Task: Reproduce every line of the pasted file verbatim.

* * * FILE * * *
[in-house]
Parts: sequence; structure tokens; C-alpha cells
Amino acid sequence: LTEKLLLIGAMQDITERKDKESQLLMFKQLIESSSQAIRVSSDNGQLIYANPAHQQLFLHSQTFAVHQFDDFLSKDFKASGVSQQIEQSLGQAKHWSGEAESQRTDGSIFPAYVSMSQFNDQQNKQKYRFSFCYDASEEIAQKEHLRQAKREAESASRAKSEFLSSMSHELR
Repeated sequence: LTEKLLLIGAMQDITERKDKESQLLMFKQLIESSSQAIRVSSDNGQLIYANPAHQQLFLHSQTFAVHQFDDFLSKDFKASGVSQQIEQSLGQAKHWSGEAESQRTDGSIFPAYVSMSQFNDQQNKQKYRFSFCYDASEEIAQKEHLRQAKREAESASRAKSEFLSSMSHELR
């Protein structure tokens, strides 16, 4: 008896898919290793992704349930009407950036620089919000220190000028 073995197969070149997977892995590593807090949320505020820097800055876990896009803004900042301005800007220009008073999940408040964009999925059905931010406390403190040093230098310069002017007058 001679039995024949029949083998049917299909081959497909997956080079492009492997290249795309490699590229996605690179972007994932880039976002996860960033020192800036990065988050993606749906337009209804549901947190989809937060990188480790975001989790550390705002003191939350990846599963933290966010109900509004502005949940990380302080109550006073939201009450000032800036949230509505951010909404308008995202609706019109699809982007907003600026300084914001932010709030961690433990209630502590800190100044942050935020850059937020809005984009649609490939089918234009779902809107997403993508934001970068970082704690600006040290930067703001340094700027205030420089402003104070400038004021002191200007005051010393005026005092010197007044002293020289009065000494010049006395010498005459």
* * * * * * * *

[in-house]
Parts: sequence; structure tokens; C-alpha cells
Amino acid sequence: LTEKLLLIGAMQDITERKDKESQLLMFKQLIESSSQAIRVSSDNGQLIYANPAHQQLFLHSQTFAVHQFDDFLSKDFKASGVSQQIEQSLGQAKHWSGEAESQRTDGSIFPAYVSMSQFNDQQNKQKYRFSFCYDASEEIAQKEHLRQAKREAESASRAKSEFLSSMSHELR
Repeated sequence: LTEKLLLIGAMQDITERKDKESQLLMFKQLIESSSQAIRVSSDNGQLIYANPAHQQLFLHSQTFAVHQFDDFLSKDFKASGVSQQIEQSLGQAKHWSGEAESQRTDGSIFPAYVSMSQFNDQQNKQKYRFSFCYDASEEIAQKEHLRQAKREAESASRAKSEFLSSMSHELR
């Protein structure tokens, strides 16, 4: 008896898919290793992704349930009407950036620089919000220190000028 073995197969070149997977892995590593807090949320505020820097800055876990896009803004900042301005800007220009008073999940408040964009999925059905931010406390403190040093230098310069002017007058 001679039995024949029949083998049917299909081959497909997956080079492009492997290249795309490699590229996605690179972007994932880039976002996860960033020192800036990065988050993606749906337009209804549901947190989809937060990188480790975001989790550390705002003191939350990846599963933290966010109900509004502005949940990380302080109550006073939201009450000032800036949230509505951010909404308008995202609706019109699809982007907003600026300084914001932010709030961690433990209630502590800190100044942050935020850059937020809005984009649609490939089918234009779902809107997403993508934001970068970082704690600006040290930067703001340094700027205030420089402003104070400038004021002191200007005051010393005026005092010197007044002293020289009065000494010049006395010498005459």